Foreshadowing is an indispensable dramatic device which can also spoil a story for anyone in the audience who is playing close attention. Usually, foreshadowing is peppered lightly throughout, like little puzzle pieces for you to find. But sometimes, a movie or a TV show will throw every piece of foreshadowing it has into the very first scene -- or even before -- knowing that you won't pick up on it until you catch it again on Netflix years later.
5 The Opening Credits of Skyfall Tell You M Is Going To Die
Skyfall gave us the most incredible plot twist of the Daniel Craig Bond movies, in that everyone wasn't fired after Quantum Of Solace. But it also gave us the second-most-incredible twist: the death of Judi Dench's M. In a movie series with more betrayals than The Real Housewives, it can be difficult to come up with truly surprising twists. It can be especially difficult when your opening titles give the twists away.
The climax of the movie is a battle at Skyfall, Bond's childhood home. During this sequence, three basic things happen: Bond and M make a last stand, Skyfall is destroyed, and M dies. For those paying very close attention, none of these things should come as a surprise.
One of the first things that happens in the titles is that we are whisked through a graveyard. While a graveyard is a very, very subtle metaphor for death, it could symbolize any character's death. How do we know it's going to be M, rather than "Nameless Woman Bond Screws Around With And Then Leaves"? The camera is moving fast, so it can be hard to spot, but for those who catch it, it's clear as day: The words "and Judi Dench as M" appear right in the middle of the screen as the camera pushes in on a gravestone. For a moment, it clearly looks like an epitaph (albeit a very reductive one for Judi Dench).
Heaven is not having to be in Spectre.
We then swoop to a CGI Skyfall as Adele's prophetic crooning lays out the plot like she's recording the Skyfall audio book:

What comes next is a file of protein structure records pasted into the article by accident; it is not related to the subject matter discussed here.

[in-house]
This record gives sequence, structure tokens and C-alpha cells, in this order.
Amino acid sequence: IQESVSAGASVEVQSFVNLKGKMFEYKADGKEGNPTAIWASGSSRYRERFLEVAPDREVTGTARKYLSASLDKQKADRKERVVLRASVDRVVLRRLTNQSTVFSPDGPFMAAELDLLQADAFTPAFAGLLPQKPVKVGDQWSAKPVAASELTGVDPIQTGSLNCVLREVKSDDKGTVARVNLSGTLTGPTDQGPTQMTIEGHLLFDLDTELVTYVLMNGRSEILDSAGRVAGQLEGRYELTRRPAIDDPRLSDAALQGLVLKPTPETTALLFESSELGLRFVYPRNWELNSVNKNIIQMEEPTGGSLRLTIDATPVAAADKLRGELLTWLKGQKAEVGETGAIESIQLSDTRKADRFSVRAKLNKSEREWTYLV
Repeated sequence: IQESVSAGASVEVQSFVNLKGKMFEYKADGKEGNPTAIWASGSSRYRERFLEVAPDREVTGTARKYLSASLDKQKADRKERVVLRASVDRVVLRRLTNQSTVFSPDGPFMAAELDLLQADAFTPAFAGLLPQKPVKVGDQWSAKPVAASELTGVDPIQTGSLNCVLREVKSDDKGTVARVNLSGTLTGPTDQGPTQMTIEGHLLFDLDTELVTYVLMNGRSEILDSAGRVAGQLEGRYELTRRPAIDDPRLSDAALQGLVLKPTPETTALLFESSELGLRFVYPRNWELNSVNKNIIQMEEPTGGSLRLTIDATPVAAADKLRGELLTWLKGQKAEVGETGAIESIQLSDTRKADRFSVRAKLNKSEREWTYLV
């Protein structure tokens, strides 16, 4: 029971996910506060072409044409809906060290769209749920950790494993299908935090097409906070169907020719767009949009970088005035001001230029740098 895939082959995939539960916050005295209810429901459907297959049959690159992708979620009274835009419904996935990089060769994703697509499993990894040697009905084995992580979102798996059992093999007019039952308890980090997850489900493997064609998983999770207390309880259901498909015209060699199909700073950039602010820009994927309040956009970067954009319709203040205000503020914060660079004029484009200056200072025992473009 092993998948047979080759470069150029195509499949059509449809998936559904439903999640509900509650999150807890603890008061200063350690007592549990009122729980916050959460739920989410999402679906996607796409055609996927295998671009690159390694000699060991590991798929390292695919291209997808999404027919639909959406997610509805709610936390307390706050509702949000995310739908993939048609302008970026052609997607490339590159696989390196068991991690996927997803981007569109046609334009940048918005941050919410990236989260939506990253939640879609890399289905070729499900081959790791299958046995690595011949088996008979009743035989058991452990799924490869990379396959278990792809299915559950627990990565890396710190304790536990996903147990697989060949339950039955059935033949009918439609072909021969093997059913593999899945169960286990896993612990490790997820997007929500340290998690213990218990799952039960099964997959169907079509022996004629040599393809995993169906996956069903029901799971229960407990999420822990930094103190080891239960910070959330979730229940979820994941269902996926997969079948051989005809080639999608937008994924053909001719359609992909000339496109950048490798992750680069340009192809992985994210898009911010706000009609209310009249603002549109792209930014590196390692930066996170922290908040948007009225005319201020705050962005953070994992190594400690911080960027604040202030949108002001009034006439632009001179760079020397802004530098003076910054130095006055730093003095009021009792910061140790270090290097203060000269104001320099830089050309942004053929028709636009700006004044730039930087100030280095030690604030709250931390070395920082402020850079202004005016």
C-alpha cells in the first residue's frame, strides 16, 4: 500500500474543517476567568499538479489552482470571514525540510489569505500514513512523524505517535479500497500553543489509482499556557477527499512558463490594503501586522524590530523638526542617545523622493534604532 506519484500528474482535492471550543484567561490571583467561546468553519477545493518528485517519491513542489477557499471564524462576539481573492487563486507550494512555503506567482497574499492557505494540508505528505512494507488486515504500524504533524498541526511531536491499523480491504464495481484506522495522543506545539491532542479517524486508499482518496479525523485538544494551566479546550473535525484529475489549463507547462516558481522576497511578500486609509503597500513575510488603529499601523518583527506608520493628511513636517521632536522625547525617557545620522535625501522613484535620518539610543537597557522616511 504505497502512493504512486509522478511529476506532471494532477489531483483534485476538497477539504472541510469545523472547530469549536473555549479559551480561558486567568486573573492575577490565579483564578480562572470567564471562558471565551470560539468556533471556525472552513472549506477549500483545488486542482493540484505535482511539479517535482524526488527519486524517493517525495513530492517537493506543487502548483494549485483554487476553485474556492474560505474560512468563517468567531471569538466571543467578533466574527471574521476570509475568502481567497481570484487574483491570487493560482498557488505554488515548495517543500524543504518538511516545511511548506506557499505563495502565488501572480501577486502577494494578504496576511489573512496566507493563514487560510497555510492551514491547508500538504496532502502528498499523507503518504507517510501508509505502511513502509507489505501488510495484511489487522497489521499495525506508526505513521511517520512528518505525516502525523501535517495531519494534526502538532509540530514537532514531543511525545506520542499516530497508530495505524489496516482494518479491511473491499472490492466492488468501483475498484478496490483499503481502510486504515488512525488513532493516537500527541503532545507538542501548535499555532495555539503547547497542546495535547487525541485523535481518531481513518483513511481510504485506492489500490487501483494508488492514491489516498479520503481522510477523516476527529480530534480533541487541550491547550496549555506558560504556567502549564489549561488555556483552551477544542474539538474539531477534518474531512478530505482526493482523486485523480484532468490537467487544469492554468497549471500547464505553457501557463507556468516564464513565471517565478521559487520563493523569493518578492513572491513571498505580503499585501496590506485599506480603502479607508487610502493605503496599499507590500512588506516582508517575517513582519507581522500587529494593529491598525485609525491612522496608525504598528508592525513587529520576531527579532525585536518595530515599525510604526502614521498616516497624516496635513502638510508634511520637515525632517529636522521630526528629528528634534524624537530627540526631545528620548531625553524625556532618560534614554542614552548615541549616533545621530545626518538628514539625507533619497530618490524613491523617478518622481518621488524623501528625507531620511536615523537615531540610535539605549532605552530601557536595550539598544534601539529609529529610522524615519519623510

Let the sky fall
When it crumbles
We will stand tall
Face it all together
Skyfall is where we start ...
So there we have a complete list of the events of the climax, in reverse order: M's name on a tombstone, Skyfall will crumble, we'll make our stand there, and Skyfall is the start (we learn at the end of the film that it was in fact setting up Bond as we know him in the older movies). Fun Fact: The original title of the song was "You Can Leave After The Opening Credits," but they thought that was too on the nose.
4 The Opening Of Saving Private Ryan Reveals Which Character Lives
Saving Private Ryan is a movie like no other. We follow a Band of Brothers detached from their Platoon to save one soldier from the Fury of World War II. We get close to the flawed but lovable squad, only to see them picked off one by one, putting us into panic sweats over who will survive. Unless we paid attention to the beginning, that is.
The film opens in the present (1998 will always be "the present" to us), with an unnamed old man going to visit his fallen friends at the Normandy American Cemetery. Having watched more than zero war movies before, our minds immediately start to race: "Who is this old man who survived? He's at a cemetery, so I'm guessing not a lot of people made it. Is he Tom Hanks? Please let him be Tom Hanks."
We then cut to Normandy, 1944, and a boat full of soldiers. The camera hovers over the face of each man in the calm before the storm of bullets -- including Tom Hanks -- enticing us to ask "Which one of these men could be the one we just saw at the cemetery? Please don't let it be Tom Sizemore."
But to your grandfather and your friend who's obsessed with military paraphernalia, it was clear from the opening scene. The old man wasn't Tom Hanks or any of his crew that we follow in the movie. You see, he's wearing the pin of the 101st Airborne Division.
The original reveal at the end was him looking at the camera and asking the audience, "How you like dem apples?"
Tom Hanks and his men are all Army Rangers. So if you're paying close attention, the film's prologue lets you know that Private Ryan (a member of the 101st Airborne) lives, and -- unless you think he's crying because he misses all the swell times he had with his war buddies -- the main characters very much don't. Except Edward Burns. He totally lives.